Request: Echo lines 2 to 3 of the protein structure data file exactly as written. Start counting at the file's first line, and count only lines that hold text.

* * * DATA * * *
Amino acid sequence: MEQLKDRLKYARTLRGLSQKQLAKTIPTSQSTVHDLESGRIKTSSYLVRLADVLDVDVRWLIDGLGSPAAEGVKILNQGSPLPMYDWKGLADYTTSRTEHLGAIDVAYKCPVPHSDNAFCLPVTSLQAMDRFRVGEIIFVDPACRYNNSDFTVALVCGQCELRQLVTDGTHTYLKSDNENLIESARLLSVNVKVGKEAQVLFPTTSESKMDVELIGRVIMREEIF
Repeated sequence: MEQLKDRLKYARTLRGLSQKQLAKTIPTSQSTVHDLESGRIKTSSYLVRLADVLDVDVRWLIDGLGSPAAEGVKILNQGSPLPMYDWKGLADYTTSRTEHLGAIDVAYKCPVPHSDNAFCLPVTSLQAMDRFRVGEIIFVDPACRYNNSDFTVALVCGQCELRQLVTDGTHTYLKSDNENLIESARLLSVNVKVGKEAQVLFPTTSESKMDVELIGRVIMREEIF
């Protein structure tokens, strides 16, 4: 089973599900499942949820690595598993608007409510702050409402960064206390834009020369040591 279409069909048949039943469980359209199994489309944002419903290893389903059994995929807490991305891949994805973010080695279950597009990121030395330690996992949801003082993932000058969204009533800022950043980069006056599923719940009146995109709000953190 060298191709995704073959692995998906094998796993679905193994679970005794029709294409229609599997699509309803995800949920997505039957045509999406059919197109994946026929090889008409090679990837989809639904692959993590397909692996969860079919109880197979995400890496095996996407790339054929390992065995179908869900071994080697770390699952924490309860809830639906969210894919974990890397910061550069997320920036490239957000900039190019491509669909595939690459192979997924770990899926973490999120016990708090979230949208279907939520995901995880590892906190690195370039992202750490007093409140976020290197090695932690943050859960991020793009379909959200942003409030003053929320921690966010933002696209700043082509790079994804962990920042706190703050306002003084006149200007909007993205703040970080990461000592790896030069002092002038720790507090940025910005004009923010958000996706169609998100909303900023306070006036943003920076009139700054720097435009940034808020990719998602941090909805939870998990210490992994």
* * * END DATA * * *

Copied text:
Repeated sequence: MEQLKDRLKYARTLRGLSQKQLAKTIPTSQSTVHDLESGRIKTSSYLVRLADVLDVDVRWLIDGLGSPAAEGVKILNQGSPLPMYDWKGLADYTTSRTEHLGAIDVAYKCPVPHSDNAFCLPVTSLQAMDRFRVGEIIFVDPACRYNNSDFTVALVCGQCELRQLVTDGTHTYLKSDNENLIESARLLSVNVKVGKEAQVLFPTTSESKMDVELIGRVIMREEIF
């Protein structure tokens, strides 16, 4: 089973599900499942949820690595598993608007409510702050409402960064206390834009020369040591 279409069909048949039943469980359209199994489309944002419903290893389903059994995929807490991305891949994805973010080695279950597009990121030395330690996992949801003082993932000058969204009533800022950043980069006056599923719940009146995109709000953190 060298191709995704073959692995998906094998796993679905193994679970005794029709294409229609599997699509309803995800949920997505039957045509999406059919197109994946026929090889008409090679990837989809639904692959993590397909692996969860079919109880197979995400890496095996996407790339054929390992065995179908869900071994080697770390699952924490309860809830639906969210894919974990890397910061550069997320920036490239957000900039190019491509669909595939690459192979997924770990899926973490999120016990708090979230949208279907939520995901995880590892906190690195370039992202750490007093409140976020290197090695932690943050859960991020793009379909959200942003409030003053929320921690966010933002696209700043082509790079994804962990920042706190703050306002003084006149200007909007993205703040970080990461000592790896030069002092002038720790507090940025910005004009923010958000996706169609998100909303900023306070006036943003920076009139700054720097435009940034808020990719998602941090909805939870998990210490992994």